Given all that, it’s no wonder a whole sub-genre of SF sprung up around the idea of after-the-disaster scenarios. Beginning in the fifties with atomic paranoia, and getting more and more prevalent through the sixties and seventies as our politics became more turbulent and societal norms went through a period of upheaval.

Because OF COURSE we’ll destroy ourselves, at this rate.

Our descendants will be trying to piece together how we could have done this to ourselves, staring in wonder at all the gifts we threw away.

Survivors will be left to scavenge what they can.

The rules of polite society will fall away. It’s going to be feral, dog-eat-dog, survival-of-the-fittest.

Humanity will fragment into suspicious, xenophobic tribes.

Cooperation will be derided as weak. It’s going to be all about strength and power and rule by the fist.

Even Star Trek‘s optimistic Gene Roddenberry went there.

Twice.

And he was by no means alone.

Over and over, the two themes repeat– we are doomed to destroy ourselves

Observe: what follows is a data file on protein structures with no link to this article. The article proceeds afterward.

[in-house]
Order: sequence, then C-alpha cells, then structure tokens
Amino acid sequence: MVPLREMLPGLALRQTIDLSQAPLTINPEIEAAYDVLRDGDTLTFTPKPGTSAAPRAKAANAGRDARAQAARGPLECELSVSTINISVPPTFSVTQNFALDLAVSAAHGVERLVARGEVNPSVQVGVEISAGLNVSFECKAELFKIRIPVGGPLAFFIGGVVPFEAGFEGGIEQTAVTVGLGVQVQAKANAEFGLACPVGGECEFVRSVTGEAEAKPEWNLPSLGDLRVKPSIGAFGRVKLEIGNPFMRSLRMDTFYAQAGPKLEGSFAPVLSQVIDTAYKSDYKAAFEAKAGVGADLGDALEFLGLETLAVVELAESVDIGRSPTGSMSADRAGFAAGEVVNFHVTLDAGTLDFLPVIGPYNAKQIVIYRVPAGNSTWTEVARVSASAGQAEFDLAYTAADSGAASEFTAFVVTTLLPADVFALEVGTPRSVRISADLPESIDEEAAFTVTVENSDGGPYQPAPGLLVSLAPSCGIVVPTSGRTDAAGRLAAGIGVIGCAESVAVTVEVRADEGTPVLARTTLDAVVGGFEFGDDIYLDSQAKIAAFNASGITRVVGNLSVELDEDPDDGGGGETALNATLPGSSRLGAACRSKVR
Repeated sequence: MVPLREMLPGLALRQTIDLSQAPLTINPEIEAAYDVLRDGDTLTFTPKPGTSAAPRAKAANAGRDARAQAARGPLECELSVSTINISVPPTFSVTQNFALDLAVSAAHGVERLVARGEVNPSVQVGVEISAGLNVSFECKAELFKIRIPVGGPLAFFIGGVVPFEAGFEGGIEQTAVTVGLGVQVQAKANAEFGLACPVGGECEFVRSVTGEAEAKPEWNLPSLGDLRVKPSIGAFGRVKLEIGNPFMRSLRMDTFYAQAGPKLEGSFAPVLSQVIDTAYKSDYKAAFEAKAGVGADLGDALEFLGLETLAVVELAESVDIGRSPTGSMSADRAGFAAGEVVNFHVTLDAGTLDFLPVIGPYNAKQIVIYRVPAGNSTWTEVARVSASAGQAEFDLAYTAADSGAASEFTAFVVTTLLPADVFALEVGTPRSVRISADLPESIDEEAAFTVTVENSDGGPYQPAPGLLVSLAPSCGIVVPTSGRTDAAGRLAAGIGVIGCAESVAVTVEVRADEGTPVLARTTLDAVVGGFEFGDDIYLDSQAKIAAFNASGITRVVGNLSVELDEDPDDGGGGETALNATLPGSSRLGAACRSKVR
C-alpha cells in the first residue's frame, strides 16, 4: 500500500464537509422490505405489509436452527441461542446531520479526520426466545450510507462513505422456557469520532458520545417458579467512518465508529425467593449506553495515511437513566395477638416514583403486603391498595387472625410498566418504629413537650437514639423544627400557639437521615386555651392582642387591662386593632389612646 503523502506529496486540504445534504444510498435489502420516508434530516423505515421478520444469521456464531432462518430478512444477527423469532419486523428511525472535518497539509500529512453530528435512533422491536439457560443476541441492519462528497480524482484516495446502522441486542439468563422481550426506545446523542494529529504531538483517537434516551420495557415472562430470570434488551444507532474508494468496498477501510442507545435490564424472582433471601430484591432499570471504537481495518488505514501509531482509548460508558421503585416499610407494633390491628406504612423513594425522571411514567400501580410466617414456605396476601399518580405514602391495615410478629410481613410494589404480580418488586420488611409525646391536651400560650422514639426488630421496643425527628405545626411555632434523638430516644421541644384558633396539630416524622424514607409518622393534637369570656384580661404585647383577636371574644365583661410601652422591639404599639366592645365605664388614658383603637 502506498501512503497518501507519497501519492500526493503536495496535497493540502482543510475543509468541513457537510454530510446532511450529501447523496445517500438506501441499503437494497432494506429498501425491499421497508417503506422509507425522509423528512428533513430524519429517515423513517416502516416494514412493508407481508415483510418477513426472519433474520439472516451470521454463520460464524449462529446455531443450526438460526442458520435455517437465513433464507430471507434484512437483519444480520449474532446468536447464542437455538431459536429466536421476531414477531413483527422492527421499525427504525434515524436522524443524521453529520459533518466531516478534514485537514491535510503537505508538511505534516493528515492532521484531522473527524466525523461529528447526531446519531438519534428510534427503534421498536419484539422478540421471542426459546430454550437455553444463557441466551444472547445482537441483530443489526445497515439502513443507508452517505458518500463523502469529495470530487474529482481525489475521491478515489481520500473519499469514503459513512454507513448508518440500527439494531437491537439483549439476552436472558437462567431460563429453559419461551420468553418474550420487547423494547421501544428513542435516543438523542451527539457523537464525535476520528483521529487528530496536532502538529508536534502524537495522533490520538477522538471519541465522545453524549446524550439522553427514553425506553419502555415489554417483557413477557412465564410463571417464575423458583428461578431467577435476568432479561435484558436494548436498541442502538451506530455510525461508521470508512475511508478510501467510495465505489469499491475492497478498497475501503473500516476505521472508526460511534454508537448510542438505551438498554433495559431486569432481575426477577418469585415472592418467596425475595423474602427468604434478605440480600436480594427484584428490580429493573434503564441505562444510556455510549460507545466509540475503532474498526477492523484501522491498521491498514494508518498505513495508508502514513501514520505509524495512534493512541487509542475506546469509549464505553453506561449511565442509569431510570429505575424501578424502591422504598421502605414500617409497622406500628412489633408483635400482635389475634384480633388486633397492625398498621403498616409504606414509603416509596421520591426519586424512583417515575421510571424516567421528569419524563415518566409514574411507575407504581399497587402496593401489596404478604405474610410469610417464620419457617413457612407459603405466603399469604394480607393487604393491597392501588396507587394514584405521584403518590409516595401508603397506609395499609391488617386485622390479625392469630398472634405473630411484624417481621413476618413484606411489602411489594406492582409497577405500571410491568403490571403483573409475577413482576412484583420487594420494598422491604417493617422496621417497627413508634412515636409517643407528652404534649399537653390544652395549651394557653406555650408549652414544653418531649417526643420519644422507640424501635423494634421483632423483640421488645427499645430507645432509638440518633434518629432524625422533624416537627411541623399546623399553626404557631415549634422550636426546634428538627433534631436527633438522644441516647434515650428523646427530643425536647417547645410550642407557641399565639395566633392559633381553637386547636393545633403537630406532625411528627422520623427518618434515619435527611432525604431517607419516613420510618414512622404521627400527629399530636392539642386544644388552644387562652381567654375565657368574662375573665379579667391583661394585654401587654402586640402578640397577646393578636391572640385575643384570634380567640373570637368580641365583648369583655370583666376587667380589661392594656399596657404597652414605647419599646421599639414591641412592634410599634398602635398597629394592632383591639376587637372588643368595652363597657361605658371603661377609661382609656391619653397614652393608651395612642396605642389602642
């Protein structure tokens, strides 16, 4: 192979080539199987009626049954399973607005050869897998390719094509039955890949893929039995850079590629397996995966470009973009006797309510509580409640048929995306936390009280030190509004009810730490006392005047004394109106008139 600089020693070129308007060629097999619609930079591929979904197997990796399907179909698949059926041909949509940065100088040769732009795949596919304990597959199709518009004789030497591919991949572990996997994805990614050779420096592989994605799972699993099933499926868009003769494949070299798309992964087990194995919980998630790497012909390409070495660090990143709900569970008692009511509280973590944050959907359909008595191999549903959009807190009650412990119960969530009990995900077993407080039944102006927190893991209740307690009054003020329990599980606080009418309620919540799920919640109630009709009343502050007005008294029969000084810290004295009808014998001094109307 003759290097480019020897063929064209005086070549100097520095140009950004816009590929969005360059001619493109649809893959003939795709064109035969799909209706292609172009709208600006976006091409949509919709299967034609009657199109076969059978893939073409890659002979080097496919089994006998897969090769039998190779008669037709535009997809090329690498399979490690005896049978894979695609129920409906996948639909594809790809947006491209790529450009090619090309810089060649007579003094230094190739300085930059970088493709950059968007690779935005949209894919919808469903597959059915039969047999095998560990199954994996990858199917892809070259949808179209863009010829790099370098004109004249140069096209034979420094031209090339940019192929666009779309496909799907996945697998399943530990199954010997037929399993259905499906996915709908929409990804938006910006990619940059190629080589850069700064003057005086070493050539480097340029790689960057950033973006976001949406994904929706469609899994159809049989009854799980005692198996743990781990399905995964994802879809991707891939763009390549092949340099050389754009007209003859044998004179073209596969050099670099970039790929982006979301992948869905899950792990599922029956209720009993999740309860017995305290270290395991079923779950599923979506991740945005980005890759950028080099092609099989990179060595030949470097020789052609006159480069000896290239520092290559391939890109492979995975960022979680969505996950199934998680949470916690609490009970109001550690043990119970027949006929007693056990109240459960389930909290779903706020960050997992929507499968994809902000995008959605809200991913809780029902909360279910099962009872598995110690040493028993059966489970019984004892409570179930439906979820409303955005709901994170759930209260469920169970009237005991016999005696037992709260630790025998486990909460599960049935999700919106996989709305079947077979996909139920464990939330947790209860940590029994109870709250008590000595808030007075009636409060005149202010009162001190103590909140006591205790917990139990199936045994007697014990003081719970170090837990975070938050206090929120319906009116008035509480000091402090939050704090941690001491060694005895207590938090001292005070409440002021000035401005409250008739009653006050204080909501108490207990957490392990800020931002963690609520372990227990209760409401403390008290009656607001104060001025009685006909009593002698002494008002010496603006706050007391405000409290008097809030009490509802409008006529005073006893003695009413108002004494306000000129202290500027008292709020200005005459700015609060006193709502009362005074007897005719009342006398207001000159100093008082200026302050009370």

…and the greatest threat to the survivors will be internal, not external; not aliens or mutants or disease, but rather, each other.

No matter the instigating event– zombie invasion, atomic war, a deadly supergerm– the story invariably plays out the same way. In the face of global disaster, humanity is primitive and tribal and governed by fear.

Except, to my great delight and surprise, when I really look at what’s going on in our culture in the midst of an actual apocalypse scenario– the current global pandemic– it turns out that this is not so.

Under pressure, people reveal themselves. You see who they are at the core.

Well, the pressure’s on now. Yeah, there’s a lot of selfish stupid people doing selfish stupid things. Yeah, the federal government is screwing everything up royally.

But …they’re not the majority.

Bad actors are being artificially amplified by the mainstream media and the Twitter troll factory. I don’t think they’re a representative sample.